# Fundamental Statistics for the Social and Behavioral Sciences

- Howard T. Tokunaga - San Jose State University, USA

**Fundamental Statistics for the Social and Behavioral Sciences,**, places statistics within the research process, illustrating how they are used to answer questions and test ideas. Students learn not only how to calculate statistics, but also how to interpret and communicate the results of statistical analyses in light of a study’s research hypothesis. Featuring accessible writing and well-integrated research examples, the book gives students a greater understanding of how research studies are conceived, conducted, and communicated.

*Second Edition*The

**Second**

**Edition**includes a new chapter on regression; covers how collected data can be organized, presented and summarized; the process of conducting statistical analyses to test research questions, hypotheses, and issues/controversies; and examines statistical procedures used in research situations that vary in the number of independent variables in the study. Every chapter includes learning checks, such as review questions and summary boxes, to reinforce the content students just learned, and exercises at the end of every chapter help assess their knowledge.

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1.1 What Is Statistics? |

1.2 Why Learn Statistics? |

1.3 Introduction to the Stages of the Research Process |

1.4 Plan of the Book |

1.5 Looking Ahead |

1.6 Summary |

1.7 Important Terms |

1.8 Exercises |

2.1 An Example From the Research: Winning the Lottery |

2.2 Why Examine Data? |

2.3 Examining Data Using Tables |

2.4 Grouped Frequency Distribution Tables |

2.5 Examining Data Using Figures |

2.6 Examining Data: Describing Distributions |

2.7 Looking Ahead |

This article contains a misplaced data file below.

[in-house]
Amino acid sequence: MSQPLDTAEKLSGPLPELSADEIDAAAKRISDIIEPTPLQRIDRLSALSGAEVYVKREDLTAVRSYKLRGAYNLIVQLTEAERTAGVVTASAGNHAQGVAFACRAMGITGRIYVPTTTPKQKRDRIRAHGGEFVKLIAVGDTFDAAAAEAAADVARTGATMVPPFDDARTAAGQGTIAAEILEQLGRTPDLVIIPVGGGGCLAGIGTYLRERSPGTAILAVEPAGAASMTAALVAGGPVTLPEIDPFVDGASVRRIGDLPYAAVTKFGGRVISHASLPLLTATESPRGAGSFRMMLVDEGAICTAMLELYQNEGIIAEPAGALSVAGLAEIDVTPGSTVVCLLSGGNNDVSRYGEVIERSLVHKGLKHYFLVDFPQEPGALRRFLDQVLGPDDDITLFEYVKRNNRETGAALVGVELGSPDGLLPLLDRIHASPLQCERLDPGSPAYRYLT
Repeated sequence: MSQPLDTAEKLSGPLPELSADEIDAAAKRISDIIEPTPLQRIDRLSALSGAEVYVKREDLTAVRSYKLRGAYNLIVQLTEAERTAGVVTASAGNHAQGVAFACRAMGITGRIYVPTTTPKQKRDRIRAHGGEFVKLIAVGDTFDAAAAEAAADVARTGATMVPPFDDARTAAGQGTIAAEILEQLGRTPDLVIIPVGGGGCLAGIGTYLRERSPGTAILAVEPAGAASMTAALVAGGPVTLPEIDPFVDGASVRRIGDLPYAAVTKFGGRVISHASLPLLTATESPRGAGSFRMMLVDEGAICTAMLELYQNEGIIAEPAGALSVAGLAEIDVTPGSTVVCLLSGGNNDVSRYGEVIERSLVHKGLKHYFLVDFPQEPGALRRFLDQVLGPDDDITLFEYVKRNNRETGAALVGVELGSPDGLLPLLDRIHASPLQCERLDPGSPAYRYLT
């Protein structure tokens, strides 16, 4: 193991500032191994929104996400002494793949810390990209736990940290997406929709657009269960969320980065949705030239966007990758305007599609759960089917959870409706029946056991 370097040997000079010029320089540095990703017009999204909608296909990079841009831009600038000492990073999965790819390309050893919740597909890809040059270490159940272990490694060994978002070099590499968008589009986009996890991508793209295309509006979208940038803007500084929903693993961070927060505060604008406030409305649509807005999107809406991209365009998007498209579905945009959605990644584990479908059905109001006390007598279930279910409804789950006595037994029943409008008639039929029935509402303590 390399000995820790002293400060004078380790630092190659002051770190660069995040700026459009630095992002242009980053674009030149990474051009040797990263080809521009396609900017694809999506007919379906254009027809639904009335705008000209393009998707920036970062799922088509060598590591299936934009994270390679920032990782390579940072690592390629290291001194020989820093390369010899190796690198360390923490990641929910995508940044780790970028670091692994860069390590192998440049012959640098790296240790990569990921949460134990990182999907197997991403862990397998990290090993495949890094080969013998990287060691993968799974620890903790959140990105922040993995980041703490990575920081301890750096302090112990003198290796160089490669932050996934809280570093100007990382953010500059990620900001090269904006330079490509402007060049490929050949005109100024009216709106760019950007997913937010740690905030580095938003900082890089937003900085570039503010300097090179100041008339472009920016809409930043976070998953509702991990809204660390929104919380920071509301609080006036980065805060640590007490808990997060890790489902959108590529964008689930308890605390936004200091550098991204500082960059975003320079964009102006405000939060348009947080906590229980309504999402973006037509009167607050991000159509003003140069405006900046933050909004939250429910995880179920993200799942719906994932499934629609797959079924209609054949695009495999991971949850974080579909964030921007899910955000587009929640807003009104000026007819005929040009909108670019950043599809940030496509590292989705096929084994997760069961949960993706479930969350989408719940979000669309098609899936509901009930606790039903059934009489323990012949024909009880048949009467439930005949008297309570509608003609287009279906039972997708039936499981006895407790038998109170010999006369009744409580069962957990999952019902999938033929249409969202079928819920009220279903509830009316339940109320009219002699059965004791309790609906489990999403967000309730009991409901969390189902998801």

2.8 Summary |

2.9 Important Terms |

2.10 Formulas Introduced in This Chapter |

2.11 Using IBM® SPSS® Software |

2.12 Exercises |

3.1 An Example From the Research: The 10% Myth |

3.2 Understanding Central Tendency |

3.3 The Mode |

3.4 The Median |

3.5 The Mean |

3.6 Comparison of the Mode, Median, and Mean |

3.7 Measures of Central Tendency: Drawing Conclusions |

3.8 Looking Ahead |

3.9 Summary |

3.10 Important Terms |

3.11 Formulas Introduced in This Chapter |

3.12 Exercises |

4.1 An Example From the Research: How Many “Sometimes” in an “Always”? |

4.2 Understanding Variability |

4.3 The Range |

4.4 The Interquartile Range |

4.5 The Variance (s2) |

4.6 The Standard Deviation (s) |

4.7 Measures of Variability for Populations |

4.8 Measures of Variability: Drawing Conclusions |

4.9 Looking Ahead |

4.10 Summary |

4.11 Important Terms |

4.12 Formulas Introduced in This Chapter |

4.13 Using SPSS |

4.14 Exercises |

5.1 Example: SAT Scores |

5.2 Normal Distributions |

5.3 The Standard Normal Distribution |

5.4 Applying z-Scores to Normal Distributions |

5.5 Standardizing Frequency Distributions |

5.6 Looking Ahead |

5.7 Summary |

5.8 Important Terms |

5.9 Formulas Introduced in This Chapter |

5.10 Exercises |

6.1 A Brief Introduction to Probability |

6.2 Example: Making Heads or Tails of the Super Bowl |

6.3 Introduction to Hypothesis Testing |

6.4 Issues Related to Hypothesis Testing: An Introduction |

6.5 Looking Ahead |

6.6 Summary |

6.7 Important Terms |

6.8 Formulas Introduced in This Chapter |

6.9 Exercises |

7.1 An Example From the Research: Do You Read Me? |

7.2 The Sampling Distribution of the Mean |

7.3 Inferential Statistics: Testing One Sample Mean (? Known) |

7.4 A Second Example From the Research: Unique Invulnerability |

7.5 Introduction to the t-Distribution |

7.6 Inferential Statistics: Testing One Sample Mean (? Not Known) |

7.7 Factors Affecting the Decision About the Null Hypothesis |

7.8 Looking Ahead |

7.9 Summary |

7.10 Important Terms |

7.11 Formulas Introduced in This Chapter |

7.12 Using SPSS |

7.13 Exercises |

8.1 An Example From the Research: Salary Survey |

8.2 Introduction to the Confidence Interval for the Mean |